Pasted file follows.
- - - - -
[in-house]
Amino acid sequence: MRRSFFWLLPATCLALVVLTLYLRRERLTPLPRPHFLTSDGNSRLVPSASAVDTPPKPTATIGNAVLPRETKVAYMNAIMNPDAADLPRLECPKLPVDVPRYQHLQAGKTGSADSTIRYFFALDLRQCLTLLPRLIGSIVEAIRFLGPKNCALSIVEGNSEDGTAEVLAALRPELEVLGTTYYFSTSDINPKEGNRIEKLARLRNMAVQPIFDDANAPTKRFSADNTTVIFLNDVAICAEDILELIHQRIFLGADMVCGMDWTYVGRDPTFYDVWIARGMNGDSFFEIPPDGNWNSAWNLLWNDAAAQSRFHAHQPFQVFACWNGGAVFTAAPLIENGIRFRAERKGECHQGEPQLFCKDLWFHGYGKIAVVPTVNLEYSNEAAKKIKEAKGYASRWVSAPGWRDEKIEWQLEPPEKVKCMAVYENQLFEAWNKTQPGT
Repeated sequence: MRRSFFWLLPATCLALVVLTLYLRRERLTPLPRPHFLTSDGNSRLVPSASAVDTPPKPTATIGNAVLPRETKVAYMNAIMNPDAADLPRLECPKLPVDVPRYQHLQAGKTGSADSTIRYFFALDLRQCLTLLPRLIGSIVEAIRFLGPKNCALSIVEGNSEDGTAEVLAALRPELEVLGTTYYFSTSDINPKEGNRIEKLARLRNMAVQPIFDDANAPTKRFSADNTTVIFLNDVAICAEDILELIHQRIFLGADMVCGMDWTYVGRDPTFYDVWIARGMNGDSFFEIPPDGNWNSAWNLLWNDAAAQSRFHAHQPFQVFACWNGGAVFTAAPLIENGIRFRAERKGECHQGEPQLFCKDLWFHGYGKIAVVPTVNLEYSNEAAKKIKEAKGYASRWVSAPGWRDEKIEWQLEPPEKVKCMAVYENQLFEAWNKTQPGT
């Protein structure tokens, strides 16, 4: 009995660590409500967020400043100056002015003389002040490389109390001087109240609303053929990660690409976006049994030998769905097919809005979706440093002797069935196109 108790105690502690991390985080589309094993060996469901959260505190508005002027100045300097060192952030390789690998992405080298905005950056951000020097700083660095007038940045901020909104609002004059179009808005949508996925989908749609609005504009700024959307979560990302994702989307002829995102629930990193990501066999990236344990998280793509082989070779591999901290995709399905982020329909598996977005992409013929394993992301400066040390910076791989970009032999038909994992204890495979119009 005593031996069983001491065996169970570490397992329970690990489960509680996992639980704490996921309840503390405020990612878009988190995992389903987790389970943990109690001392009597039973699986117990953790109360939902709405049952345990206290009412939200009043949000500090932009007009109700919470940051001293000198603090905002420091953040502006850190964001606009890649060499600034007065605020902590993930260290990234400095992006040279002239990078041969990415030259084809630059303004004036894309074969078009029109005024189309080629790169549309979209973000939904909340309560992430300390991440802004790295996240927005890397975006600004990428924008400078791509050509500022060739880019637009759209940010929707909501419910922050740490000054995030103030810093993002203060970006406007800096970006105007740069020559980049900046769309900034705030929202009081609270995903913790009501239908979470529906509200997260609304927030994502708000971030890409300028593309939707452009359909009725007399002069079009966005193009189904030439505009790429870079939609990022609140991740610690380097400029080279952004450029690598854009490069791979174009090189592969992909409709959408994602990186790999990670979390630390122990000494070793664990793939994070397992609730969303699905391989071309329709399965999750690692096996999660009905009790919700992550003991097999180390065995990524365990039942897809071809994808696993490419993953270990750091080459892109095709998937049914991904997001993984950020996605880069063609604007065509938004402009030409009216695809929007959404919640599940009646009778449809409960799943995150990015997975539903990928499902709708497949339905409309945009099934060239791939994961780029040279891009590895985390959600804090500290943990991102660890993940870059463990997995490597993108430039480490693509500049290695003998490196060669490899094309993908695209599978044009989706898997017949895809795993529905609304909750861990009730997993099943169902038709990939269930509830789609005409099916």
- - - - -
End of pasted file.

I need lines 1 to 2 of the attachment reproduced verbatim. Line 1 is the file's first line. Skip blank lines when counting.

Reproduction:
[in-house]
Amino acid sequence: MRRSFFWLLPATCLALVVLTLYLRRERLTPLPRPHFLTSDGNSRLVPSASAVDTPPKPTATIGNAVLPRETKVAYMNAIMNPDAADLPRLECPKLPVDVPRYQHLQAGKTGSADSTIRYFFALDLRQCLTLLPRLIGSIVEAIRFLGPKNCALSIVEGNSEDGTAEVLAALRPELEVLGTTYYFSTSDINPKEGNRIEKLARLRNMAVQPIFDDANAPTKRFSADNTTVIFLNDVAICAEDILELIHQRIFLGADMVCGMDWTYVGRDPTFYDVWIARGMNGDSFFEIPPDGNWNSAWNLLWNDAAAQSRFHAHQPFQVFACWNGGAVFTAAPLIENGIRFRAERKGECHQGEPQLFCKDLWFHGYGKIAVVPTVNLEYSNEAAKKIKEAKGYASRWVSAPGWRDEKIEWQLEPPEKVKCMAVYENQLFEAWNKTQPGT